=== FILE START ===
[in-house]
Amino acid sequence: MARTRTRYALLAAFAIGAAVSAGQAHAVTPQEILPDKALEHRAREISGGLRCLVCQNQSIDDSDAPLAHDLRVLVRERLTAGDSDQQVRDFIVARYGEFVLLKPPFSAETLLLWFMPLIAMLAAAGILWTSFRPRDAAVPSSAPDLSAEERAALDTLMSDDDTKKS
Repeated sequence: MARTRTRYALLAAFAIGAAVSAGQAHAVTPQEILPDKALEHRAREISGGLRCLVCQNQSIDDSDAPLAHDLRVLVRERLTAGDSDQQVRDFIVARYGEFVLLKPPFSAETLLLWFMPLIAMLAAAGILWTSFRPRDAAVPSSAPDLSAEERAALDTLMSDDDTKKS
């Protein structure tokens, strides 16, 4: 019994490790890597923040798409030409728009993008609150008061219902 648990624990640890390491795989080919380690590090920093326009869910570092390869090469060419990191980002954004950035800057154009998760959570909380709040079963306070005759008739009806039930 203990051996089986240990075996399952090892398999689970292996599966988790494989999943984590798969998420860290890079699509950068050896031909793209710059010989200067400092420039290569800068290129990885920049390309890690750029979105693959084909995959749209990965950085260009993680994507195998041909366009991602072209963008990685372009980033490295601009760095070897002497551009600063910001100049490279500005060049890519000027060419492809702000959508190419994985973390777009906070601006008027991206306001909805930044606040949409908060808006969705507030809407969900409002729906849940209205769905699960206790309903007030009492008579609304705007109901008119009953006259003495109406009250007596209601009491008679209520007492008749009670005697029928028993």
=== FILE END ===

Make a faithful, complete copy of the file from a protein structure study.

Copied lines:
[in-house]
Amino acid sequence: MARTRTRYALLAAFAIGAAVSAGQAHAVTPQEILPDKALEHRAREISGGLRCLVCQNQSIDDSDAPLAHDLRVLVRERLTAGDSDQQVRDFIVARYGEFVLLKPPFSAETLLLWFMPLIAMLAAAGILWTSFRPRDAAVPSSAPDLSAEERAALDTLMSDDDTKKS
Repeated sequence: MARTRTRYALLAAFAIGAAVSAGQAHAVTPQEILPDKALEHRAREISGGLRCLVCQNQSIDDSDAPLAHDLRVLVRERLTAGDSDQQVRDFIVARYGEFVLLKPPFSAETLLLWFMPLIAMLAAAGILWTSFRPRDAAVPSSAPDLSAEERAALDTLMSDDDTKKS
């Protein structure tokens, strides 16, 4: 019994490790890597923040798409030409728009993008609150008061219902 648990624990640890390491795989080919380690590090920093326009869910570092390869090469060419990191980002954004950035800057154009998760959570909380709040079963306070005759008739009806039930 203990051996089986240990075996399952090892398999689970292996599966988790494989999943984590798969998420860290890079699509950068050896031909793209710059010989200067400092420039290569800068290129990885920049390309890690750029979105693959084909995959749209990965950085260009993680994507195998041909366009991602072209963008990685372009980033490295601009760095070897002497551009600063910001100049490279500005060049890519000027060419492809702000959508190419994985973390777009906070601006008027991206306001909805930044606040949409908060808006969705507030809407969900409002729906849940209205769905699960206790309903007030009492008579609304705007109901008119009953006259003495109406009250007596209601009491008679209520007492008749009670005697029928028993």